Devotionals by C.H. Spurgeon

 

September 26
 
Morning...
 
Zechariah 1:8
The myrtle trees that were in the bottom.
 
The vision in this chapter describes the condition of Israel in Zechariah's day; but being interpreted in its aspect towards us, it describes the Church of God as we find it now in the world. The Church is compared to a myrtle grove flourishing in a valley. It is hidden, unobserved, secreted; courting no honour and attracting no observation from the careless gazer. The Church, like her head, has a glory, but it is concealed from carnal eyes, for the time of her breaking forth in all her splendour is not yet come. The idea of tranquil security is also suggested to us: for the myrtle grove in the valley is still and calm, while the storm sweeps over the mountain summits. Tempests spend their force upon the craggy peaks of the Alps, but down yonder where flows the stream which maketh glad the city of our God, the myrtles flourish by the still waters, all unshaken by the impetuous wind. How great is the inward tranquility of God's Church! Even when opposed and persecuted, she has a peace which the world gives not, and which, therefore, it cannot take away: the peace of God which passeth all understanding keeps the hearts and minds of God's people. Does not the metaphor forcibly picture the peaceful, perpetual growth of the saints? The myrtle sheds not her leaves, she is always green; and the Church in her worst time still hath a blessed verdure of grace about her; nay, she has sometimes exhibited most verdure when her winter has been sharpest. She has prospered most when her adversities have been most severe. Hence the text hints at victory. The myrtle is the emblem of peace, and a significant token of triumph. The brows of conquerors were bound with myrtle and with laurel; and is not the Church ever victorious? Is not every Christian more than a conqueror through Him that loved him? Living in peace, do not the saints fall asleep in the arms of victory?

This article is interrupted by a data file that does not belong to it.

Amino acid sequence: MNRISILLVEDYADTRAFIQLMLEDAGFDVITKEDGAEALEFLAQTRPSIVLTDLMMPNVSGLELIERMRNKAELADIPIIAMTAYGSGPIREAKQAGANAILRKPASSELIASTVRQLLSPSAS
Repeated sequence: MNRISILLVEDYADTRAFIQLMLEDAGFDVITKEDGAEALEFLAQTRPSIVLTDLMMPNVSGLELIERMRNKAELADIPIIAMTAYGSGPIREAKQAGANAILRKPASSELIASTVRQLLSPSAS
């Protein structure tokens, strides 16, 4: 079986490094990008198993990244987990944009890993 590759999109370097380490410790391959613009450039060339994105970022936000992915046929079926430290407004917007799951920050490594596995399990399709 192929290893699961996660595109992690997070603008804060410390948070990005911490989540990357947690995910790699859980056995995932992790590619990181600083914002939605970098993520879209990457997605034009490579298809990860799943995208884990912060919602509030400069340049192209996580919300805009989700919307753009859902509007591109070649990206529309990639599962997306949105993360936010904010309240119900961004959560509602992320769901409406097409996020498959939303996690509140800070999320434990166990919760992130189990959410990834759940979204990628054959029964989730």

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About C.H. Spurgeon

C.H. Spurgeon is one of the most unique ministers of the Gospel in English history. For years he has been called the “Prince of Preachers”.

Thousands attended his early ministry in London at the New Park Street Chapel and then later in the newly constructed Metropolitan Tabernacle from 1854-1892. Millions more who never heard him preach read the weekly sermons published in many languages. Through these sermons the respect of the Christian world for Spurgeon continues to grow from generation to generation.

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